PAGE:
A PSR-18 compliant HTTP client adapter for WordPress

0.3 2021-07-26 16:21 UTC

This package is auto-updated.

Last update: 2024-05-29 16:15:18 UTC


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A WordPress HTTP client that complies with the PSR-7 HTTP Message and PSR-18 HTTP client standards.

Note: This package was written for use in RebelCode's WordPress products only, as a means to mitigate conflicts with other plugins; most notably, those that use Guzzle. Feel free to use this package, but please be advised that doing so can cause conflicts, which defeats the purpose of this package.


With Composer:

composer require rebelcode/wp-http

Without Composer:

  1. Copy the contents of src into the directory of your choice
  2. Use an autoloader to map the RebelCode\WordPress\Http namespace to that directory
  3. Consider using Composer instead


Creating a client instance

use RebelCode\WordPress\Http\WpClient;
use RebelCode\WordPress\Http\WpHandler;
use RebelCode\WordPress\Http\HandlerStack;
use RebelCode\WordPress\Http\Middleware;

 * Default configuration.
 * - Uses the `WpHandler`
 * - Uses the `HttpErrorsToExceptions` middleware
 * - Uses the `PrepareBody` middleware
$client = WpClient::createDefault('', [
    'timeout' => 30,
    'redirection' => 3,

 * Custom configuration with middleware:
 * - Create the `WpHandler`
 * - Create a `HandlerStack` with the handler and middleware factories
 * - Create the `WpClient` and pass the stack
$wpHandler = new WpHandler([
    'timeout' => 30,
    'redirection' => 3,

$handlerStack = new HandlerStack($wpHandler, [

$client = new WpClient($handlerStack, '');

 * For a zero-middleware configuration, you can simply pass the base handler

$client = new WpClient($wpHandler, '');

Sending Requests

The WpClient implements the PSR-18 ClientInterface. Requests are dispatched using sendRequest() method:

use RebelCode\WordPress\Http\WpHandler;
use RebelCode\Psr7\Request;

$client = new WpClient(new WpHandler(), '');

$request = new Request('GET', '/users');
$response = $client->sendRequest($request);


The design and architecture of this package is loosely based on Guzzle.

The WpClient class does not actually use the WordPress HTTP API to send requests. Rather, it delegates the handling of the request to a HandlerInterface instance. The only thing the client is directly responsible for is resolving relative request URIs using a base URI (if one is given to the client during construction).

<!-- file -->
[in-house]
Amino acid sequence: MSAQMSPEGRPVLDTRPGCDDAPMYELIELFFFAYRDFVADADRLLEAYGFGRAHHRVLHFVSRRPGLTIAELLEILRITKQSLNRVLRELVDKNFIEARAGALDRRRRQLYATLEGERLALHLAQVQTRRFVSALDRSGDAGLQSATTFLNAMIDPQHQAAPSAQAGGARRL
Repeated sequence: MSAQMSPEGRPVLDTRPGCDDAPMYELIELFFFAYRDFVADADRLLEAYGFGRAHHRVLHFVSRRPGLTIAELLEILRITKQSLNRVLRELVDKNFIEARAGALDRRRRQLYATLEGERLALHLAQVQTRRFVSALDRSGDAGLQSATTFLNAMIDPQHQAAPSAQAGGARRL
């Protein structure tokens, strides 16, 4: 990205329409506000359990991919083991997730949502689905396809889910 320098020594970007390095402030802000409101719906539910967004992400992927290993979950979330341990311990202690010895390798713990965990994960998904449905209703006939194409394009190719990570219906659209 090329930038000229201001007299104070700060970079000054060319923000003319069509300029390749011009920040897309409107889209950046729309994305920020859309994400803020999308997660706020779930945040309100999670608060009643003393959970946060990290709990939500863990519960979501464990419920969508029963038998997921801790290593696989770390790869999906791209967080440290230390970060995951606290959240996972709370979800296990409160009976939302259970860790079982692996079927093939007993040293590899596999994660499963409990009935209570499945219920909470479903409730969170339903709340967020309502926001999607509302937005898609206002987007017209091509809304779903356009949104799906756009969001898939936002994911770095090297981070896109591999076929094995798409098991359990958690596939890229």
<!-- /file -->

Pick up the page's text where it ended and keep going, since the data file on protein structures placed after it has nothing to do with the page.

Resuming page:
Handlers are objects that take a RequestInterface instance and return a ResponseInterface instance. The WpHandler, for example, transforms the request into the array of arguments required by the wp_remote_request() function, calls the function, then transforms the returned value into a ResponseInterface instance.


Middlewares are a special type of HandlerInterface: they take a RequestInterface and return a ResponseInterface.

The key difference is that middlewares do not actually dispatch the request. Instead, they receive a HandlerInterface instance during construction and delegate to it by calling $this->next($request).

This allows for multiple middlewares to be chained together, such that the first middleware is given the second middleware, which in turn is given the third middleware, and so on. The last middleware is then given the base handler, typically the WpClient instance. This chaining is implemented in the HandlerStack, which is also a HandlerInterface implementation.

Middleware classes may accept additional constructor arguments, as long as a handler argument is accepted and is passed to the parent constructor.

Example implementation of a middleware

use Psr\Http\Message\RequestInterface;
use Psr\Http\Message\ResponseInterface;
use RebelCode\WordPress\Http\Middleware;

class MyMiddleware extends Middleware {
    public function __construct(HandlerInterface $handler, $arg1, $arg2) {
        // ...

    /** @inheritDoc*/
    public function handle(RequestInterface $request) : ResponseInterface{
        // Do something with the request
        $newRequest = $request->withHeader('X-Foo', 'Bar');
        // Delegate to the next handler
        $response = $this->next($newRequest);
        // Do something with the response and return it
        return $response->withHeader('X-Baz', 'Qux');

The middleware can then be given to the HandlerStack using a factory function that takes a HandlerInterface instance and returns the middleware instance.

$stack = new HandlerStack($baseHandler, [
    function ($handler) {
        return new MyMiddleware($handler, $arg1, $arg2);

If the first argument of the middleware constructor is the handler, the Middleware::factory() helper function can be utilized to reduce boilerplate code. Additional constructor arguments can be passed as the second argument, in an array.

$stack = new HandlerStack($baseHandler, [
    Middleware::factory(MyMiddleware::class, [$arg1, $arg2]),